In the biggest part of the maize production area, the planting season is over. Let’s look back on the 2022/2023 maize season.
When looking back at this season, the previous four seasons will be compared to it and broken down into two sections.
The first section will focus on the performance of supply and demand, with the following included: Opening stock, ending stocks, total supply, total demand and stock-to-use percentage.
The second section will focus more on the processing of maize and the exports, including human consumption, animal/industry consumption and exports. The objective of this article is to measure the performance of this year against the performance of the previous four years.
DEMAND AND SUPPLY
Graph 1 illustrates the maize demand and supply performance in terms of the opening stock (blue bar), total supply (orange bar), total demand (yellow bar), ending stock (light-blue bar) and the stock-to-use percentage as a green line.
Comparing the opening stock and ending stock, it is clear there was an increasing trend from the 2020/2021 season onwards until 2022/2023. This trend is also visible in the total supply, but only from the 2019/2020 season until 2021/2022. In the 2022/2023 season, there will be a lower supply number due to fewer plantings and, therefore, a lower opening and ending stock for the 2023/2024 season.
The rule of thumb is that the stock-to-use percentage should be about 12% for it not to have a downward effect on prices. As can be seen in Graph 1, the stock-to-use percentage is higher than 20%, which means that there is an overproduction of maize and it must be exported. The 2023/2024 season is estimated to have a stock-to-use percentage of 19%, which is not great compared to the rule of thumb but better than the 27% of the previous season.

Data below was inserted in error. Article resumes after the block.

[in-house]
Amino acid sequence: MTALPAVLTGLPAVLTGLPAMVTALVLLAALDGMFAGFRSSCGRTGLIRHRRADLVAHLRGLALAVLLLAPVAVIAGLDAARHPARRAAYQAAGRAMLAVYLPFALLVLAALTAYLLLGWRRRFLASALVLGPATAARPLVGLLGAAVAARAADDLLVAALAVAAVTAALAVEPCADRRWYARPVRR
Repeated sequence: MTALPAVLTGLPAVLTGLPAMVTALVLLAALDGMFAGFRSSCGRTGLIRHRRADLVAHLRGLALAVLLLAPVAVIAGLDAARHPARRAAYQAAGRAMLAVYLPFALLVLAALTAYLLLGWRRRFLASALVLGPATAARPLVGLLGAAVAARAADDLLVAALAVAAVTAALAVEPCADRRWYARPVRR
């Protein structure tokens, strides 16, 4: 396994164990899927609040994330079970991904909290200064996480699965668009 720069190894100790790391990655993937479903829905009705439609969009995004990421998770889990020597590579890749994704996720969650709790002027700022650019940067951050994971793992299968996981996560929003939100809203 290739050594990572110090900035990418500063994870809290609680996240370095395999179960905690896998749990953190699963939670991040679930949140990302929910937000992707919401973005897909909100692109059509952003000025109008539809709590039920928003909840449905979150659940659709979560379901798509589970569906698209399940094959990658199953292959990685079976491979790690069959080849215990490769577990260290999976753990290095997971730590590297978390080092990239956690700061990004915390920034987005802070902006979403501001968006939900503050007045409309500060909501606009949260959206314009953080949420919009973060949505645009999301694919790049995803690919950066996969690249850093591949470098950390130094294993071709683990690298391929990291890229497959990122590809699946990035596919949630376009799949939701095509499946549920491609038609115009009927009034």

PROCESSED AND EXPORTED
Graph 2 illustrates the maize processed and exported, which includes human consumption (blue bar), animal/industry consumption (orange bar) and exports (grey bar).
From the 2019/2020 season onwards, the exports increased until the 2022/2023 season, which is correlated with the stock-to-use ratio in Graph 1. When the stock-to-use ratio was at its highest, the exports were also at their highest.
It is important to note that in the 2023/2024 season, exports are estimated to decline with the stocks-to-use ratio due to the estimated supply of maize being lower. The graph shows that animal and industry consumption has stayed relatively constant over the five seasons, while human consumption varies from one season to the next.
The 2022/2023 season has been a competitive season in terms of production and demand, although the stock-to-use ratio has declined. In the context of maize processed and exported, it had almost the same exports as the previous season. With the 2023/2024 season, it is estimated that the exports and supply will be lower, although the demand will stay the same, resulting in a lower stock-to-use percentage.